IWP alum Billy Karanja KAHORA is the author of the non-fiction novella The True Story Of David Munyakei (2010) and the story collection The Cape Cod Bicycle War (2019). His stories have been shortlisted for the Caine Prize for Africa Writing; among his award-winning screenplays are those for Soul Boy and Nairobi Half Life. His work has appeared in Chimurenga, McSweeney’s, Granta Online, Internazionale, Vanity Fair, Kwani? , and elsewhere. Among his numerous organizational appointments, he has been the managing editor of Kwani Trust, a Nairobi-based literary network, and the curator of its festival.  A founding partner of Saseni!, a creative writing teaching platform, he currently teaches Creative Writing at the University of Bristol (UK).


Shehan KARUNATILAKA (novelist, screenwriter; Sri Lanka) has authored the novels Chinaman: The Legend of Pradeep Mathew (2010) and Chats with the Dead (2020) as well as the children’s book Please Don’t Put That in Your Mouth (2019). The recipient of the 2008 Gratiaen Prize, the 2012 Commonwealth Book Prize, and the 2012 DSC Prize for South Asian Literature, he also writes on sport, music, and travel for major newspapers and magazines. His participation was made possible by the Bureau of Educational and Cultural Affairs at the U.S. Department of State.


Jidanun LUEANGPIANSAMUT  จิดานันท์ เหลืองเพียรสมุท (fiction writer; Thailand) has published more than 20 novels, largely in the sci-fi and romance genres. The youngest-ever winner, in 2017, of the Southeast Asian Writers Award, she specializes in dystopian and LGBT themes, and YA literature. Her novel เฟื่องนคร [City of Stars] has been translated into English and Chinese, and will be the basis of a TV series.  Her participation was made possible by the Bureau of Educational and Cultural Affairs at the U.S. Department of State.


Raghavendra MADHU (poet, activist; India) has authored three books of poetry: Make Me Some Love to Eat, Stick No Bills, and Being Non-essential, all published by Red River (New Delhi). The founder of Poetry Couture, a movement to create free spaces for poetry in many cities of India, he regularly curates events at American Center libraries in India and conducts performance poetry workshops for young adults. His poems have been widely published and translated. He participates courtesy of the Bureau  of Educational and Cultural Affairs at the U.S. Department of State.


Tariro NDORO (poet, fiction, nonfiction; Zimbabwe) is the author of the poetry collection Agringada: Like a Gringa, Like a Foreigner (2019), which won the inaugural NAMA Award for Outstanding Poetry Book from Zimbabwe's National Arts Council. A finalist in several other poetry competitions, she has had her work anthologized and translated. Ndoro, who has a BSc in Microbiology and an M.A. in Creative Writing, lives in Harare. Her participation in the 2022 Spring Residency is made possible by the U.S. State Department.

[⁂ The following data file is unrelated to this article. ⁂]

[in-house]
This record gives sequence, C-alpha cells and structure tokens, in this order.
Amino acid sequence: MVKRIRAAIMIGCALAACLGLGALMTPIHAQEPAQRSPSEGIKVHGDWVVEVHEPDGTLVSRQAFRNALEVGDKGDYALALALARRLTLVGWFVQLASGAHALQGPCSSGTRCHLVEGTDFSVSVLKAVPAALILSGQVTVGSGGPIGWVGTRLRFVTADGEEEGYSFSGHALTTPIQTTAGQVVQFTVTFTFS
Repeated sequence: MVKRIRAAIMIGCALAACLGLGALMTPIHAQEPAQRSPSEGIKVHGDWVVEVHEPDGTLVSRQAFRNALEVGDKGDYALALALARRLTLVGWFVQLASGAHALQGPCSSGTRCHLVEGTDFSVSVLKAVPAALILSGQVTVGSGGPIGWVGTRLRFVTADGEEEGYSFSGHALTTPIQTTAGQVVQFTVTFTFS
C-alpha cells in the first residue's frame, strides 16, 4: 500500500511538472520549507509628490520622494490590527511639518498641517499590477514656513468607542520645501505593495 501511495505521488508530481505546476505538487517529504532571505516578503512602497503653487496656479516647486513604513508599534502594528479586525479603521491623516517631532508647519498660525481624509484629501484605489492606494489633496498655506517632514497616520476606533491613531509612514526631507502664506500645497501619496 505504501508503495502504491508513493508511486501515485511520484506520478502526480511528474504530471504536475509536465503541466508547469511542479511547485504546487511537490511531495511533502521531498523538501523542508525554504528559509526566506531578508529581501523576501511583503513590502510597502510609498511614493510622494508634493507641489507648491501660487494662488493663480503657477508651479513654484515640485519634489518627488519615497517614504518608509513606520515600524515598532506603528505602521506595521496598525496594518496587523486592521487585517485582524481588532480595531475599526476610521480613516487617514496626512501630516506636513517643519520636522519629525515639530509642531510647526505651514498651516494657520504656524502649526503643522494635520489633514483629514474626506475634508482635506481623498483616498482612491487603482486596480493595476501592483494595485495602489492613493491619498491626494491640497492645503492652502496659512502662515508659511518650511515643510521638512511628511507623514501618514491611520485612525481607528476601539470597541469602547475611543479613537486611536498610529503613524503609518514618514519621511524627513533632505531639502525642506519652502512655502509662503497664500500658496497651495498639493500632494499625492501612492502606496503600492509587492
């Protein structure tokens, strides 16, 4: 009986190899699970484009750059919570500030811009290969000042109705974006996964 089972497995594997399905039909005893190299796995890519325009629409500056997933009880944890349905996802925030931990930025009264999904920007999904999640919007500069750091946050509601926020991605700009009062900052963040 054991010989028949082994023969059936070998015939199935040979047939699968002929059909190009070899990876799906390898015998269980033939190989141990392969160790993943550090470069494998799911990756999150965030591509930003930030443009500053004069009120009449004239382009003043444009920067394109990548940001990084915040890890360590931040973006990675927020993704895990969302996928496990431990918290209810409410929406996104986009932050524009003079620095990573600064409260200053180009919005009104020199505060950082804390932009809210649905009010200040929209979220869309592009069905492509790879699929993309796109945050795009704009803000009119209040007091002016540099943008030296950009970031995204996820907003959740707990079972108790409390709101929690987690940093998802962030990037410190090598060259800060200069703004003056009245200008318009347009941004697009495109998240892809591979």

Felix K. NESI (fiction writer, activist; Indonesia) is the author of Orang-Orang Oetimu [People of Oetimu], which won the 2018 Jakarta Arts Council Novel Competition, and, in 2016, the story collection Usaha Membunuh Sepi [Effort to Kill the Quiet]. With the support of the Indonesian National Book Committee, he has researched Timorese slavery in the Netherlands. He is also the founder of a street bookstore, a library, and the book festival Kencan Buku Fesek, all in West Timor. His participation is made possible by the Bureau of Educational and Cultural Affairs at the U.S. Department of State.

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Fahri ÖZ (translator, scholar, poet; Turkey) has translated into Turkish many British and American 19th and 20th c poets, and is currently bringing into Turkish Walt Whitman’s and Emily Dickinson’s collected works. He is the co-editor of a collection of “sudden fiction,” Hayat Kısa Proust Uzun [  Life is Short, Proust is Long] (2000),  and the author of the poetry volume Meşrutiyet Çok Bulutlu On Beş Santigrat Yağmur Olasılığı Sıfır  [Meşrutiyet Street: Heavily Overcast, 15 Degrees Celsius with Zero Chance of Rain] (2019). Until 2017, when he was dismissed for signing the Academics for Peace declaration, he taught at Ankara University. His participation is sponsored by the Institute for International Education, the University of Iowa, and private gifts.

B. PIerre


Beaudelaine PIERRE, journalist, scholar, and novelist, writes about her native Haiti and her adopted Youwès. She is the author of You May Have the Suitcase Now (2021) and the co-editor of the trilingual anthology How to Write an Earthquake / Comment écrire et quoi écrire / Mou pou 12 Janvyé (2011). Her debut novel Testaman appeared in 2002, followed by La Nėgresse de Saint Domingue (2010) and L'enfant qui voulait devenir président (2012). A 2007 alum of the International Writing Program, she is currently a Visiting Assistant Professor at Saint Catherine University in Saint-Paul Minnesota.

Photo credit:
Hui Wilcox
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Pamela RAHN SÁNCHEZ (poet, visual artist; Venezuela), a graduate of the National Film School in Caracas, has published four poetry collections: La luz entre las cosas [The light between things] (2020),  Breves poemas para entender la ausencia  [Brief poems to understand absence], the winner of the 2019 Gloria Fuertes International Young Poetry Award, Flores muertas en jarrones sin agua [Flowers in vases without water] (2017) and El peligro de encender la luz  [The danger of turning on the light](2016). Her poetry, sometimes accompanied by her collages, also appears in anthologies and in print and on-line journals. She participates courtesy of the U.S. Embassy in Caracas.